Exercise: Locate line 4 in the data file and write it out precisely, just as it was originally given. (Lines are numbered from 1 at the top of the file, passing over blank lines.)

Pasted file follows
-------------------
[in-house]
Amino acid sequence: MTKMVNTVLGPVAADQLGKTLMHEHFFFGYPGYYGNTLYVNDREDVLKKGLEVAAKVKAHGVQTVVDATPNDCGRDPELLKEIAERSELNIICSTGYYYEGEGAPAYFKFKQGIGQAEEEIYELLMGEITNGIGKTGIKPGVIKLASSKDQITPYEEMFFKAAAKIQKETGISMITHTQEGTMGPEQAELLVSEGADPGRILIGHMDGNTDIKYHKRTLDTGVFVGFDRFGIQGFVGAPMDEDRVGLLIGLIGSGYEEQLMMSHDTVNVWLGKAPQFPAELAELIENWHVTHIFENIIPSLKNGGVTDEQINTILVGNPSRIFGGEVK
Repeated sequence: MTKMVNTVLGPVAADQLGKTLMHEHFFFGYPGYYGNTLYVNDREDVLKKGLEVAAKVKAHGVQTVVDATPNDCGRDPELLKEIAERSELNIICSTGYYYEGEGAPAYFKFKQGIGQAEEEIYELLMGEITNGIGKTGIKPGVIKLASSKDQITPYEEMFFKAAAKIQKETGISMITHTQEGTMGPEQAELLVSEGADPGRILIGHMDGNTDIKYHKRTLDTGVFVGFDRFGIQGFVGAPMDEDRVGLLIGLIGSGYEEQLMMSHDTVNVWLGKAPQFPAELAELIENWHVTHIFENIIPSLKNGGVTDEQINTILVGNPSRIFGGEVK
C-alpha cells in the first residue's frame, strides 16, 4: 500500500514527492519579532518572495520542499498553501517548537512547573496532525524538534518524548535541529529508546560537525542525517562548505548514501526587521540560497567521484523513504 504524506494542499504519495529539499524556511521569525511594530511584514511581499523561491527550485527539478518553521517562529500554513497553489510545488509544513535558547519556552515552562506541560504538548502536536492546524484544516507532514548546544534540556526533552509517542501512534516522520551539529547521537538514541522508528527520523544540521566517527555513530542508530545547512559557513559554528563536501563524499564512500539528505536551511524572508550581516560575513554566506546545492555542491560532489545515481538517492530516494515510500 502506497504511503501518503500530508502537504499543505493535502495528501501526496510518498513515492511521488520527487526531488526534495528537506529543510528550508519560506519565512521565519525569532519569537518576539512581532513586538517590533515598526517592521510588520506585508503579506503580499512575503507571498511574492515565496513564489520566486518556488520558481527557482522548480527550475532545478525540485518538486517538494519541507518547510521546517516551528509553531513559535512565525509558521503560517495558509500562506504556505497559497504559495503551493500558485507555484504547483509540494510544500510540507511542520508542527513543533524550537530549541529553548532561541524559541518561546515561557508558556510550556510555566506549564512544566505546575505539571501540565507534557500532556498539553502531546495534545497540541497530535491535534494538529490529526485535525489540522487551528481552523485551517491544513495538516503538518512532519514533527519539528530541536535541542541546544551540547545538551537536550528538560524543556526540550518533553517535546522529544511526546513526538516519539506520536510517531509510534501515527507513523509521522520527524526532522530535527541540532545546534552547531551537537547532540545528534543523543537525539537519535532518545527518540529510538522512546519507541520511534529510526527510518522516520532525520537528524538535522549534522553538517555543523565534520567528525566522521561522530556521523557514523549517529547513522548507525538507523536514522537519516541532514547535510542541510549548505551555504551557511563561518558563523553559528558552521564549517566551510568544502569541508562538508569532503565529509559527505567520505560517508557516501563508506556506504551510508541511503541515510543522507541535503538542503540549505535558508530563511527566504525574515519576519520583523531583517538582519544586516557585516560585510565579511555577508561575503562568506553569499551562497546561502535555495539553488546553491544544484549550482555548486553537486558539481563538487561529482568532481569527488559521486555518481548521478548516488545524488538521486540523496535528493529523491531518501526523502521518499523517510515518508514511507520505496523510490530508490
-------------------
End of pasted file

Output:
C-alpha cells in the first residue's frame, strides 16, 4: 500500500514527492519579532518572495520542499498553501517548537512547573496532525524538534518524548535541529529508546560537525542525517562548505548514501526587521540560497567521484523513504 504524506494542499504519495529539499524556511521569525511594530511584514511581499523561491527550485527539478518553521517562529500554513497553489510545488509544513535558547519556552515552562506541560504538548502536536492546524484544516507532514548546544534540556526533552509517542501512534516522520551539529547521537538514541522508528527520523544540521566517527555513530542508530545547512559557513559554528563536501563524499564512500539528505536551511524572508550581516560575513554566506546545492555542491560532489545515481538517492530516494515510500 502506497504511503501518503500530508502537504499543505493535502495528501501526496510518498513515492511521488520527487526531488526534495528537506529543510528550508519560506519565512521565519525569532519569537518576539512581532513586538517590533515598526517592521510588520506585508503579506503580499512575503507571498511574492515565496513564489520566486518556488520558481527557482522548480527550475532545478525540485518538486517538494519541507518547510521546517516551528509553531513559535512565525509558521503560517495558509500562506504556505497559497504559495503551493500558485507555484504547483509540494510544500510540507511542520508542527513543533524550537530549541529553548532561541524559541518561546515561557508558556510550556510555566506549564512544566505546575505539571501540565507534557500532556498539553502531546495534545497540541497530535491535534494538529490529526485535525489540522487551528481552523485551517491544513495538516503538518512532519514533527519539528530541536535541542541546544551540547545538551537536550528538560524543556526540550518533553517535546522529544511526546513526538516519539506520536510517531509510534501515527507513523509521522520527524526532522530535527541540532545546534552547531551537537547532540545528534543523543537525539537519535532518545527518540529510538522512546519507541520511534529510526527510518522516520532525520537528524538535522549534522553538517555543523565534520567528525566522521561522530556521523557514523549517529547513522548507525538507523536514522537519516541532514547535510542541510549548505551555504551557511563561518558563523553559528558552521564549517566551510568544502569541508562538508569532503565529509559527505567520505560517508557516501563508506556506504551510508541511503541515510543522507541535503538542503540549505535558508530563511527566504525574515519576519520583523531583517538582519544586516557585516560585510565579511555577508561575503562568506553569499551562497546561502535555495539553488546553491544544484549550482555548486553537486558539481563538487561529482568532481569527488559521486555518481548521478548516488545524488538521486540523496535528493529523491531518501526523502521518499523517510515518508514511507520505496523510490530508490